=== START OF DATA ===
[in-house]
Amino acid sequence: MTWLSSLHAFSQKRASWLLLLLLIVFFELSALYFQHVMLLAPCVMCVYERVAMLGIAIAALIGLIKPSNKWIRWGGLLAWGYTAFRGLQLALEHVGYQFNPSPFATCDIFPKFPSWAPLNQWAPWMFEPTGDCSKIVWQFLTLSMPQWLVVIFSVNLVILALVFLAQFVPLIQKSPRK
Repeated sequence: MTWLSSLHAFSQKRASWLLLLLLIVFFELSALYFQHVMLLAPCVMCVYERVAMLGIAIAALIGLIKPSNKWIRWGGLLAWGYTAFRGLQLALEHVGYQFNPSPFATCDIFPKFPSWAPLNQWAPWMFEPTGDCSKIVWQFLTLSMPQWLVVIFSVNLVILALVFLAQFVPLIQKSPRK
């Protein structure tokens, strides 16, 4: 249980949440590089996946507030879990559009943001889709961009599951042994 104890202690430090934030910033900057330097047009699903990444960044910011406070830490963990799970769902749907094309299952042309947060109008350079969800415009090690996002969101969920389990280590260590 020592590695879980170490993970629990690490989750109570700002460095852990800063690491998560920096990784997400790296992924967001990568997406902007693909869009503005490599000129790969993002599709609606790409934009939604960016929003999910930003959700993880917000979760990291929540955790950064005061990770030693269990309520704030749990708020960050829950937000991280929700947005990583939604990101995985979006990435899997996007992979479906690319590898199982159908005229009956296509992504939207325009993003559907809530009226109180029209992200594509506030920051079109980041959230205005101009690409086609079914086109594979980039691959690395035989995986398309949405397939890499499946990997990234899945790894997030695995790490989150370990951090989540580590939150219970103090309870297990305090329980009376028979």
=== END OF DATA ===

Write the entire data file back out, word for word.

[in-house]
Amino acid sequence: MTWLSSLHAFSQKRASWLLLLLLIVFFELSALYFQHVMLLAPCVMCVYERVAMLGIAIAALIGLIKPSNKWIRWGGLLAWGYTAFRGLQLALEHVGYQFNPSPFATCDIFPKFPSWAPLNQWAPWMFEPTGDCSKIVWQFLTLSMPQWLVVIFSVNLVILALVFLAQFVPLIQKSPRK
Repeated sequence: MTWLSSLHAFSQKRASWLLLLLLIVFFELSALYFQHVMLLAPCVMCVYERVAMLGIAIAALIGLIKPSNKWIRWGGLLAWGYTAFRGLQLALEHVGYQFNPSPFATCDIFPKFPSWAPLNQWAPWMFEPTGDCSKIVWQFLTLSMPQWLVVIFSVNLVILALVFLAQFVPLIQKSPRK
């Protein structure tokens, strides 16, 4: 249980949440590089996946507030879990559009943001889709961009599951042994 104890202690430090934030910033900057330097047009699903990444960044910011406070830490963990799970769902749907094309299952042309947060109008350079969800415009090690996002969101969920389990280590260590 020592590695879980170490993970629990690490989750109570700002460095852990800063690491998560920096990784997400790296992924967001990568997406902007693909869009503005490599000129790969993002599709609606790409934009939604960016929003999910930003959700993880917000979760990291929540955790950064005061990770030693269990309520704030749990708020960050829950937000991280929700947005990583939604990101995985979006990435899997996007992979479906690319590898199982159908005229009956296509992504939207325009993003559907809530009226109180029209992200594509506030920051079109980041959230205005101009690409086609079914086109594979980039691959690395035989995986398309949405397939890499499946990997990234899945790894997030695995790490989150370990951090989540580590939150219970103090309870297990305090329980009376028979």